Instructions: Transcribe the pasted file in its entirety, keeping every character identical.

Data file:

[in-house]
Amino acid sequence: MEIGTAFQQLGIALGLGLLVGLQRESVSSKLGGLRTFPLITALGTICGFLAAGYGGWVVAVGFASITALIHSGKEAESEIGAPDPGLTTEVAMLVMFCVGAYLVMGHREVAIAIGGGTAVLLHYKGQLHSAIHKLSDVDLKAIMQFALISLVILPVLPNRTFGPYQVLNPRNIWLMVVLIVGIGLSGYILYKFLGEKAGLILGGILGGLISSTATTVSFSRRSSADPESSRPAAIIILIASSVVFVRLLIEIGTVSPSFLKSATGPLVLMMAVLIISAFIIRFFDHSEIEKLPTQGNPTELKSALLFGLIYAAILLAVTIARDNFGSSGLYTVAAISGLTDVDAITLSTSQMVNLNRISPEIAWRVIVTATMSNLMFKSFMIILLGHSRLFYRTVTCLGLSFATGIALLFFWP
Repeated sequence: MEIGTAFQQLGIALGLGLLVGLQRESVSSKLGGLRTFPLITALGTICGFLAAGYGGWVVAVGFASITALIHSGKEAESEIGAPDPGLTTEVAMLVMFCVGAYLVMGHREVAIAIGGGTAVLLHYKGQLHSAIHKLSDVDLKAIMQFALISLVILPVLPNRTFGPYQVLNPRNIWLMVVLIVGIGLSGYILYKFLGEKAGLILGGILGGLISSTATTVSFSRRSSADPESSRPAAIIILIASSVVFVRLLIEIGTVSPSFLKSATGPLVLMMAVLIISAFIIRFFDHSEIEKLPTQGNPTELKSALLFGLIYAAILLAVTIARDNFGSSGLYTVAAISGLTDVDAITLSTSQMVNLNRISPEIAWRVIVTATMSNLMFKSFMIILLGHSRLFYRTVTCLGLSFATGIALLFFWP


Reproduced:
[in-house]
Amino acid sequence: MEIGTAFQQLGIALGLGLLVGLQRESVSSKLGGLRTFPLITALGTICGFLAAGYGGWVVAVGFASITALIHSGKEAESEIGAPDPGLTTEVAMLVMFCVGAYLVMGHREVAIAIGGGTAVLLHYKGQLHSAIHKLSDVDLKAIMQFALISLVILPVLPNRTFGPYQVLNPRNIWLMVVLIVGIGLSGYILYKFLGEKAGLILGGILGGLISSTATTVSFSRRSSADPESSRPAAIIILIASSVVFVRLLIEIGTVSPSFLKSATGPLVLMMAVLIISAFIIRFFDHSEIEKLPTQGNPTELKSALLFGLIYAAILLAVTIARDNFGSSGLYTVAAISGLTDVDAITLSTSQMVNLNRISPEIAWRVIVTATMSNLMFKSFMIILLGHSRLFYRTVTCLGLSFATGIALLFFWP
Repeated sequence: MEIGTAFQQLGIALGLGLLVGLQRESVSSKLGGLRTFPLITALGTICGFLAAGYGGWVVAVGFASITALIHSGKEAESEIGAPDPGLTTEVAMLVMFCVGAYLVMGHREVAIAIGGGTAVLLHYKGQLHSAIHKLSDVDLKAIMQFALISLVILPVLPNRTFGPYQVLNPRNIWLMVVLIVGIGLSGYILYKFLGEKAGLILGGILGGLISSTATTVSFSRRSSADPESSRPAAIIILIASSVVFVRLLIEIGTVSPSFLKSATGPLVLMMAVLIISAFIIRFFDHSEIEKLPTQGNPTELKSALLFGLIYAAILLAVTIARDNFGSSGLYTVAAISGLTDVDAITLSTSQMVNLNRISPEIAWRVIVTATMSNLMFKSFMIILLGHSRLFYRTVTCLGLSFATGIALLFFWP